Press release

English veto brings balance and fairness to Parliament

The government has published proposed changes which would give English and Welsh MPs a veto over devolved matters which only affect them.

  • English MPs will have right to veto measures which only affect their constituencies
  • all MPs continue to vote on all key stages of legislation
  • one nation government fairly balances constitutional settlement as devolution to Scotland and Wales is extended
  • proposals give decisive say on tax to MPs whose constituents are affected

The government today publishes proposed changes to House of Commons rules which would give English (and English and Welsh) MPs a veto over matters which only affect them and are devolved elsewhere.

The introduction of ‘English votes for English laws’ will see the government strengthen the constitution with changes that make the law-making process sustainable in the long term and fair to all parts of the UK.

Under the plans every MP will continue to have a vote on every Bill. But English MPs will now have a veto in Westminster when debating matters that have been devolved to the Scottish Parliament or the Welsh or Northern Ireland Assemblies.

The proposals will also give the decisive say over tax measures to MPs whose constituents are affected by those changes once further planned devolution to Scotland takes place.

Chris Grayling, Leader of the House of Commons, said:

It’s really important everyone feels our constitutional arrangements are fair, so this one nation government will end the anomaly that a majority of English MPs can be outvoted on matters which are devolved elsewhere.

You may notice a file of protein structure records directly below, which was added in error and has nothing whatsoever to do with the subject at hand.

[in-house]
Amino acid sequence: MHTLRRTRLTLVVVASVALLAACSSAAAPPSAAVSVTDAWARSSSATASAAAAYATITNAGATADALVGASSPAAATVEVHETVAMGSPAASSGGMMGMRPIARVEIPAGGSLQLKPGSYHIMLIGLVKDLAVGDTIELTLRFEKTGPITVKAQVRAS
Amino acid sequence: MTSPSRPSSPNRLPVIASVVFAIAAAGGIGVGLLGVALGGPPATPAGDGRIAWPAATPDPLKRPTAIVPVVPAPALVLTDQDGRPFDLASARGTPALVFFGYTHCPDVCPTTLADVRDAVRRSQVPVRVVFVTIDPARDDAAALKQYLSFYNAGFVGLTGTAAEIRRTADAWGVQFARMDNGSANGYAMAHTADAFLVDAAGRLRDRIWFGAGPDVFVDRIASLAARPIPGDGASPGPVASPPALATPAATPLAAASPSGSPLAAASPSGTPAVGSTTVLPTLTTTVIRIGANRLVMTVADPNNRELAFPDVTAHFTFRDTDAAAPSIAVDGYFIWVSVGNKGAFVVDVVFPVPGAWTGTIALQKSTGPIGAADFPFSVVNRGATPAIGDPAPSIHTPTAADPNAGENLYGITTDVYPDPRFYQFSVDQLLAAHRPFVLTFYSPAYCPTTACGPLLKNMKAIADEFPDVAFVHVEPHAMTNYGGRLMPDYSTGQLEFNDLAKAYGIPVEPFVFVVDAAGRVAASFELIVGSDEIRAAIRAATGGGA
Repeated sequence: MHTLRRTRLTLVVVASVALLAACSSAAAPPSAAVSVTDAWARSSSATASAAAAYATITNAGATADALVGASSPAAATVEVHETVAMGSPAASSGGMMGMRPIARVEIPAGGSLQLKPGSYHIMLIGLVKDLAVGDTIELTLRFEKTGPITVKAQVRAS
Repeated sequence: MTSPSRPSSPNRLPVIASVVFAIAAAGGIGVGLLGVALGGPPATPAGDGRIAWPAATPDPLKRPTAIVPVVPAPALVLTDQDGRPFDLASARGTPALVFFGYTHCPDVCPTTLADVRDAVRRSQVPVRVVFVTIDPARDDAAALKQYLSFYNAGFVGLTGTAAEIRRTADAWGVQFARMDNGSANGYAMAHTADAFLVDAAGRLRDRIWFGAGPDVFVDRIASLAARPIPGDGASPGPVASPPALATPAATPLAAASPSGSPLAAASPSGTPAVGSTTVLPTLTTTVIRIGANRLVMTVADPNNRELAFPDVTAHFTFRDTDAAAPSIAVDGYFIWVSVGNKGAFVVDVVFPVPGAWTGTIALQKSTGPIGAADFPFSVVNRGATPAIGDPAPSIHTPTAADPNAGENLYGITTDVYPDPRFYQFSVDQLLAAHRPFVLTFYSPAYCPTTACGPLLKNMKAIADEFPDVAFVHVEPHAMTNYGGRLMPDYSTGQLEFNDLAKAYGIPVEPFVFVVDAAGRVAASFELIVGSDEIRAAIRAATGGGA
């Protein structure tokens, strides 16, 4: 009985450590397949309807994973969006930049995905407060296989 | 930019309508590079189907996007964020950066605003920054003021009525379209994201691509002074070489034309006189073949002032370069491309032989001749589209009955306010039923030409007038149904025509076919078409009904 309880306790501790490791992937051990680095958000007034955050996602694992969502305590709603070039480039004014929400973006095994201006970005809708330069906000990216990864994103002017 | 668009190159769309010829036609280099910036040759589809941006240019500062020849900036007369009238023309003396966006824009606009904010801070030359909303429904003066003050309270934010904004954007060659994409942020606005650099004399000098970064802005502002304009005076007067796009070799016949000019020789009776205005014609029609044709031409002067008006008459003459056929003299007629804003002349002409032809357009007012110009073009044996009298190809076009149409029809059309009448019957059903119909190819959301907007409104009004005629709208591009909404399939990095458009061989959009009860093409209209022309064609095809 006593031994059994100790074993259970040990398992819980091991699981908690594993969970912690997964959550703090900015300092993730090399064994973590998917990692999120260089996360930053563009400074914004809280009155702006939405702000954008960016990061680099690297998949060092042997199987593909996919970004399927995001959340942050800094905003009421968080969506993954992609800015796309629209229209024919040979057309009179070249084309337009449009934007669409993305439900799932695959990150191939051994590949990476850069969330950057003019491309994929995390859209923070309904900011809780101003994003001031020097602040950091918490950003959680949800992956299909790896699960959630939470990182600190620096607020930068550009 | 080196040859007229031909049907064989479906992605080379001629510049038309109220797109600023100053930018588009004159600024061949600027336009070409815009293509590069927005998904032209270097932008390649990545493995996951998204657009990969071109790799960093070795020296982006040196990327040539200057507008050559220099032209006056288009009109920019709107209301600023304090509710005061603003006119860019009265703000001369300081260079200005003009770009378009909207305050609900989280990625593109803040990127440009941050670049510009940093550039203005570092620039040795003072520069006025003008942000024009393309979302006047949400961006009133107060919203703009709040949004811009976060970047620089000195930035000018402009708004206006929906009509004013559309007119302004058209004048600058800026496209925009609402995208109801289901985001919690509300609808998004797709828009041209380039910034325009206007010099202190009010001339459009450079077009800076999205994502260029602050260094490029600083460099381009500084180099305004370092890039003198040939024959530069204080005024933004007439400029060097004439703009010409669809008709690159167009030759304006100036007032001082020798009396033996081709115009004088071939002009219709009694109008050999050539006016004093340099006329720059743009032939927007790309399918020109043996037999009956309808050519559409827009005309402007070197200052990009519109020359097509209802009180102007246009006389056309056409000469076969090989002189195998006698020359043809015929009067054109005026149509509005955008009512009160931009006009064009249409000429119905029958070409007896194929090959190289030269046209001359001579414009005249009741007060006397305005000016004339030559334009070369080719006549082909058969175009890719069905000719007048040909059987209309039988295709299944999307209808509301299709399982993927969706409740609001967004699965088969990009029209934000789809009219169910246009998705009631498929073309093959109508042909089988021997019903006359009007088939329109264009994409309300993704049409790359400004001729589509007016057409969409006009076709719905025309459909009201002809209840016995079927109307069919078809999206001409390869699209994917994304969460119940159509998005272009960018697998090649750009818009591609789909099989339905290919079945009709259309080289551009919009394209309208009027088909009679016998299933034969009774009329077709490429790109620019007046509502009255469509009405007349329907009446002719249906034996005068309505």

At a time when we’re giving more power to the Scottish Parliament and the Welsh Assembly, it’s right the English should have a veto over things that only affect their constituents.

Notes to editors

  1. Legislation is not required to implement the reforms. Amended Standing Orders, if approved by the Commons, will come into effect before the summer recess.

  2. For the first time decisions about England (or England and Wales) – such as how the police are funded, how schools are organised and how money is shared out among councils – will be approved or vetoed by MPs representing England or England and Wales only.

  3. The Procedure Committee will be invited to review progress after the first bills subject to the new rules become acts of Parliament.

  4. Different parts of the UK have different devolution settlements – see which areas the Scottish, Welsh and Northern Irish administrations legislate on.

  5. Existing block grant voting arrangements remain unchanged. The block grant allocations to the Scottish Parliament, the Welsh Assembly, and the Northern Ireland Assembly are calculated at spending reviews and adjusted regularly following decisions taken at fiscal events such as budgets or autumn statements. Approval from Parliament to pay funds into the respective devolved Consolidated Funds is granted through the supply estimates process – itself not subject to the English votes process.